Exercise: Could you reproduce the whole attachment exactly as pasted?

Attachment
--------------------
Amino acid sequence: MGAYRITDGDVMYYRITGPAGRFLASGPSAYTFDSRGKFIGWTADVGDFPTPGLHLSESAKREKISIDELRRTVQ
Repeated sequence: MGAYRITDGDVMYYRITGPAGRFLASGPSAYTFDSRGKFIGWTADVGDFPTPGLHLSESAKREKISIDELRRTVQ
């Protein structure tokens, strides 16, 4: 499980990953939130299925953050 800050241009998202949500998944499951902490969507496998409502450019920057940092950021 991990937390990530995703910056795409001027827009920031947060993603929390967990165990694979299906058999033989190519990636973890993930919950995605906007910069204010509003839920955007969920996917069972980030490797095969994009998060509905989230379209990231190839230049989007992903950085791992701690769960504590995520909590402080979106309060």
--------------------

Amino acid sequence: MGAYRITDGDVMYYRITGPAGRFLASGPSAYTFDSRGKFIGWTADVGDFPTPGLHLSESAKREKISIDELRRTVQ
Repeated sequence: MGAYRITDGDVMYYRITGPAGRFLASGPSAYTFDSRGKFIGWTADVGDFPTPGLHLSESAKREKISIDELRRTVQ
């Protein structure tokens, strides 16, 4: 499980990953939130299925953050 800050241009998202949500998944499951902490969507496998409502450019920057940092950021 991990937390990530995703910056795409001027827009920031947060993603929390967990165990694979299906058999033989190519990636973890993930919950995605906007910069204010509003839920955007969920996917069972980030490797095969994009998060509905989230379209990231190839230049989007992903950085791992701690769960504590995520909590402080979106309060």